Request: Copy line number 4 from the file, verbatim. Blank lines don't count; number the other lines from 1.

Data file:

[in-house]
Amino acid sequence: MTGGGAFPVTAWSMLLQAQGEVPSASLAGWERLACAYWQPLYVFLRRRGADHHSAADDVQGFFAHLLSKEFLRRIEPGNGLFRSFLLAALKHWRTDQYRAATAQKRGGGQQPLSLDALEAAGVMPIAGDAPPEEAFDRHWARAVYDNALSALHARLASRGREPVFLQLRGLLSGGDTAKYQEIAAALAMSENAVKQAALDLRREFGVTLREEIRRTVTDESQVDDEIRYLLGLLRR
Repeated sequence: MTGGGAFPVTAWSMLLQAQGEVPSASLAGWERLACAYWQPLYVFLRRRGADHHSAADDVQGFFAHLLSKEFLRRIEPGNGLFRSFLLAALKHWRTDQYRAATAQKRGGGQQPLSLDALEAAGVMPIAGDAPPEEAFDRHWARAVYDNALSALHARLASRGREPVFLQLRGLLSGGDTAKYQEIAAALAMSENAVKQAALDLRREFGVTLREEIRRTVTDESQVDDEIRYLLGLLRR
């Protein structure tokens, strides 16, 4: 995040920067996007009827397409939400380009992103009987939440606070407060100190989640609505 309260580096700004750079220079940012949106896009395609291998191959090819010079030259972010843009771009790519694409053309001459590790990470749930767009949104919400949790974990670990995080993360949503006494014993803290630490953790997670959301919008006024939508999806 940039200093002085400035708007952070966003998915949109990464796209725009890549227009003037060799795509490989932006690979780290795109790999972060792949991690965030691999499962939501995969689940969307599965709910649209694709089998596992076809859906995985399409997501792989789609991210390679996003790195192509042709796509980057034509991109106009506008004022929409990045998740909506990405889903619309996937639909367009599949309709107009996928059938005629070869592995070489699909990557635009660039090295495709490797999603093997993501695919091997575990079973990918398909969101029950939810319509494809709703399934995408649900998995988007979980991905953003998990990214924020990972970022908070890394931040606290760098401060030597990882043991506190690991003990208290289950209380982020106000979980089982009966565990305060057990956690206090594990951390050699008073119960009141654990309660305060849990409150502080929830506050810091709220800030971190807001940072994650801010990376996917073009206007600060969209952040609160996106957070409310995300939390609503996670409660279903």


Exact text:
């Protein structure tokens, strides 16, 4: 995040920067996007009827397409939400380009992103009987939440606070407060100190989640609505 309260580096700004750079220079940012949106896009395609291998191959090819010079030259972010843009771009790519694409053309001459590790990470749930767009949104919400949790974990670990995080993360949503006494014993803290630490953790997670959301919008006024939508999806 940039200093002085400035708007952070966003998915949109990464796209725009890549227009003037060799795509490989932006690979780290795109790999972060792949991690965030691999499962939501995969689940969307599965709910649209694709089998596992076809859906995985399409997501792989789609991210390679996003790195192509042709796509980057034509991109106009506008004022929409990045998740909506990405889903619309996937639909367009599949309709107009996928059938005629070869592995070489699909990557635009660039090295495709490797999603093997993501695919091997575990079973990918398909969101029950939810319509494809709703399934995408649900998995988007979980991905953003998990990214924020990972970022908070890394931040606290760098401060030597990882043991506190690991003990208290289950209380982020106000979980089982009966565990305060057990956690206090594990951390050699008073119960009141654990309660305060849990409150502080929830506050810091709220800030971190807001940072994650801010990376996917073009206007600060969209952040609160996106957070409310995300939390609503996670409660279903």